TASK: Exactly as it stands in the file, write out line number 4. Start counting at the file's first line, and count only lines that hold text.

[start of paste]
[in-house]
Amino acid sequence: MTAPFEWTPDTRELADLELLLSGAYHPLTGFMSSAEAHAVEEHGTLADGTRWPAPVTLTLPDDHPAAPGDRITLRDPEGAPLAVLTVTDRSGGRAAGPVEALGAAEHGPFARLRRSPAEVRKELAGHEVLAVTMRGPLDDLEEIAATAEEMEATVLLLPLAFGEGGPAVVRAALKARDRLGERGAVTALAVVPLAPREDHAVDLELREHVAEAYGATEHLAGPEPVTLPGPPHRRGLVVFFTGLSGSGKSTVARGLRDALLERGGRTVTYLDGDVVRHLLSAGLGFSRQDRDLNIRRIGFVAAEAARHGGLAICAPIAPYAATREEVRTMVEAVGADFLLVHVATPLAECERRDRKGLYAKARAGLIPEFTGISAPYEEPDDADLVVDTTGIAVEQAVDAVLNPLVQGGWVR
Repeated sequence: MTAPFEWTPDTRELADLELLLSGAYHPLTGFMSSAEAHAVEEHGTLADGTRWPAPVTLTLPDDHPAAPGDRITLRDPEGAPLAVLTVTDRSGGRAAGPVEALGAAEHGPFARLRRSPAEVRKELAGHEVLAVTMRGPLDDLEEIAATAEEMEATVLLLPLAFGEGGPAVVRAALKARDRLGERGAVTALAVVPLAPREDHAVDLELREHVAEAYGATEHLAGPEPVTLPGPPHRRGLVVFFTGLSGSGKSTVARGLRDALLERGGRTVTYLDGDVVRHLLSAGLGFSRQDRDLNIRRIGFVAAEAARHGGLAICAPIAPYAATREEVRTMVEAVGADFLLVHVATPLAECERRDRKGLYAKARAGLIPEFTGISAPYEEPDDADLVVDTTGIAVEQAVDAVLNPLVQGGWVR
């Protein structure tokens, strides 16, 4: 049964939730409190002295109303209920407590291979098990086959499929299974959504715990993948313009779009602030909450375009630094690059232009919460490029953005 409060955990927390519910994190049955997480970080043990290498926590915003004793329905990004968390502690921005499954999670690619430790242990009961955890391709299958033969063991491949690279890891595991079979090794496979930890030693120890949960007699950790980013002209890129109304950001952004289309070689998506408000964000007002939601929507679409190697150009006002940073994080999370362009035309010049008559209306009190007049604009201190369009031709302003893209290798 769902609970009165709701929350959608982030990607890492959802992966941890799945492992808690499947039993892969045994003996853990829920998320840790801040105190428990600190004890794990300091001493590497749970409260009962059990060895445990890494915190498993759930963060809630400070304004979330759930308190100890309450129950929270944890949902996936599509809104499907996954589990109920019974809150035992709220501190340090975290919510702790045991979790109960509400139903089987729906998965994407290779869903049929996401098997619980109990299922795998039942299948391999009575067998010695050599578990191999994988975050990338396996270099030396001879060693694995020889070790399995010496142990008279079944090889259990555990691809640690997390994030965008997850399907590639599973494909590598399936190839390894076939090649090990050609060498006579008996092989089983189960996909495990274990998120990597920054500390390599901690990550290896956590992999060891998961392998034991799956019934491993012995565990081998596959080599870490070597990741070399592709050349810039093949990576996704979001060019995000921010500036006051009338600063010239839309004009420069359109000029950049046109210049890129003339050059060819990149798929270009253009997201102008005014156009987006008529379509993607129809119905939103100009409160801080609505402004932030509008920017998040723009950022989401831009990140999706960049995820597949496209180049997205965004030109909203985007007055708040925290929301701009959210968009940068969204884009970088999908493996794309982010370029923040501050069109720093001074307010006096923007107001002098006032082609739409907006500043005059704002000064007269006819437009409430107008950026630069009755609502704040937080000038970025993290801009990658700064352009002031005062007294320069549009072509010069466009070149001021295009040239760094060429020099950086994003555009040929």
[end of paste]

């Protein structure tokens, strides 16, 4: 049964939730409190002295109303209920407590291979098990086959499929299974959504715990993948313009779009602030909450375009630094690059232009919460490029953005 409060955990927390519910994190049955997480970080043990290498926590915003004793329905990004968390502690921005499954999670690619430790242990009961955890391709299958033969063991491949690279890891595991079979090794496979930890030693120890949960007699950790980013002209890129109304950001952004289309070689998506408000964000007002939601929507679409190697150009006002940073994080999370362009035309010049008559209306009190007049604009201190369009031709302003893209290798 769902609970009165709701929350959608982030990607890492959802992966941890799945492992808690499947039993892969045994003996853990829920998320840790801040105190428990600190004890794990300091001493590497749970409260009962059990060895445990890494915190498993759930963060809630400070304004979330759930308190100890309450129950929270944890949902996936599509809104499907996954589990109920019974809150035992709220501190340090975290919510702790045991979790109960509400139903089987729906998965994407290779869903049929996401098997619980109990299922795998039942299948391999009575067998010695050599578990191999994988975050990338396996270099030396001879060693694995020889070790399995010496142990008279079944090889259990555990691809640690997390994030965008997850399907590639599973494909590598399936190839390894076939090649090990050609060498006579008996092989089983189960996909495990274990998120990597920054500390390599901690990550290896956590992999060891998961392998034991799956019934491993012995565990081998596959080599870490070597990741070399592709050349810039093949990576996704979001060019995000921010500036006051009338600063010239839309004009420069359109000029950049046109210049890129003339050059060819990149798929270009253009997201102008005014156009987006008529379509993607129809119905939103100009409160801080609505402004932030509008920017998040723009950022989401831009990140999706960049995820597949496209180049997205965004030109909203985007007055708040925290929301701009959210968009940068969204884009970088999908493996794309982010370029923040501050069109720093001074307010006096923007107001002098006032082609739409907006500043005059704002000064007269006819437009409430107008950026630069009755609502704040937080000038970025993290801009990658700064352009002031005062007294320069549009072509010069466009070149001021295009040239760094060429020099950086994003555009040929």